Severe wildfires can create clouds of smoke so thick that they are hard to see through even with satellite sensors. That’s the kind of visibility problem that residents of Salmon, Idaho, and other towns faced in the summer of 2012 while living downwind of the large Mustang Complex fire in Salmon-Challis and Bitterroot National Forests.
Sparked by lightning on July 30, 2012, the Mustang Complex was just one of numerous wildfires burning through dense stands of ponderosa pine forests in central Idaho in September. At times, the smoke was so heavy that authorities were forced to close roads because of poor visibility.
This natural-color image (top) of the Mustang Complex fire, which is based on data from the visible portion of the electromagnetic spectrum, is a good example of how thick smoke can obscure a satellite’s view of the surface. The image was acquired on September 18, 2012, by the Advanced Land Imager (ALI) on NASA’s Earth Observing 1 (EO-1) satellite. It shows thick smoke near the fire’s flaming front that completely conceals the rugged terrain below.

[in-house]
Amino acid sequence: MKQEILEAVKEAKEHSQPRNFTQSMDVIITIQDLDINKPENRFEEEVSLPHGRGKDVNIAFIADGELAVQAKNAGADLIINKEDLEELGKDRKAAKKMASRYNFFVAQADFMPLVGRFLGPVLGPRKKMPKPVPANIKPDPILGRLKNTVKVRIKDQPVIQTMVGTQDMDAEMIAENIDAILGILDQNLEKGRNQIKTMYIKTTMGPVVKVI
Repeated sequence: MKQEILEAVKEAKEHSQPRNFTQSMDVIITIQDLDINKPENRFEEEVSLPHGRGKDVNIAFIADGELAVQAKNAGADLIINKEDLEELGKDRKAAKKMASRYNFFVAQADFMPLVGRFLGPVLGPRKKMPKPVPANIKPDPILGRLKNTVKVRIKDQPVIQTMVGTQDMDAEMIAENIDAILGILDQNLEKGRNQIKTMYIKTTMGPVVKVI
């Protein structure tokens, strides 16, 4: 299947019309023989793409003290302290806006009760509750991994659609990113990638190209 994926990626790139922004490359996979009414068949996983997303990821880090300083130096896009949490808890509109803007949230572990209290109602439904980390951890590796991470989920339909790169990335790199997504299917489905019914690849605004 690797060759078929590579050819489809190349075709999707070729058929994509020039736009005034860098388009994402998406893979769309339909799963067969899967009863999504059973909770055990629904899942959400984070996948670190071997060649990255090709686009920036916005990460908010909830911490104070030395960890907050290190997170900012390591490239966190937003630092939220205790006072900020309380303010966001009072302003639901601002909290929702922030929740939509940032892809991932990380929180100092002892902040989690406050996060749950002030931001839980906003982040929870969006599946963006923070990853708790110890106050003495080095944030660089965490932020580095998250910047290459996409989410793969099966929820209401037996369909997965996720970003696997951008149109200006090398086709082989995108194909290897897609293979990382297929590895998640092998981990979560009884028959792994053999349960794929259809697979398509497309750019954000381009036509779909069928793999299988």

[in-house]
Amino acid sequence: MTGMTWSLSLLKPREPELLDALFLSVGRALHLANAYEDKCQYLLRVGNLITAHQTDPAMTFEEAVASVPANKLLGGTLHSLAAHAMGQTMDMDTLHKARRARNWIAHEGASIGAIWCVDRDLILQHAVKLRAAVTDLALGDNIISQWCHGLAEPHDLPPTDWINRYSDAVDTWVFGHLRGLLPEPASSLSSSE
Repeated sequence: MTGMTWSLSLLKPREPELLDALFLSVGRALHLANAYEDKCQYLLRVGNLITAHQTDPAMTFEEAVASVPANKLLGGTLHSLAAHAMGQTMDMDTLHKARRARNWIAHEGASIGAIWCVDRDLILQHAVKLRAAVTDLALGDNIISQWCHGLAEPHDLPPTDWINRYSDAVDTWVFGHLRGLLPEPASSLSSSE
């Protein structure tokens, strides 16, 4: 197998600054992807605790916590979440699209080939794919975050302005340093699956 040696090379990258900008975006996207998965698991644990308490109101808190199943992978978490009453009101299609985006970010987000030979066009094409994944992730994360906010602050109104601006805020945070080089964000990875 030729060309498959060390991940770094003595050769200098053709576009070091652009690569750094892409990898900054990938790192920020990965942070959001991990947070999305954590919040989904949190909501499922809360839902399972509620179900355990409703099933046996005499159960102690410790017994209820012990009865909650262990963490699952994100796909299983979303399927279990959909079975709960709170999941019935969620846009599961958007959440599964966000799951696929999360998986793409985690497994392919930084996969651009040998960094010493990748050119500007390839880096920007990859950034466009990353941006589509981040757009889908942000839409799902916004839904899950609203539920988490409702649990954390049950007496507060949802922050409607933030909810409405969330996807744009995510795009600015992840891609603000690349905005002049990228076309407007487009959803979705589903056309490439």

However, ALI detects radiation in more than just visible wavelengths. The instrument also can sense wavelengths in the infrared portion of the spectrum. The bottom image—made from a combination of visible, near-infrared, and shortwave-infrared light—provides a clearer view of the burn scar. Severely burned areas appear brick red; partly-burned areas are pink, and unburned areas are green. Thick smoke is light blue. While many areas have burned severely, the fire left some vegetation unscathed, particularly at the bottom of valleys and along some ridges.
NASA Earth Observatory image by Jesse Allen and Robert Simmon, using EO-1 ALI data from the NASA EO-1 team. Caption by Adam Voiland.
The Advanced Land Imager (ALI) can “see” through thick wildfire smoke. On September 18, 2012, the satellite instrument captured this view of the burn scar beneath a heavy plume of smoke from the Mustang Complex fire in Idaho.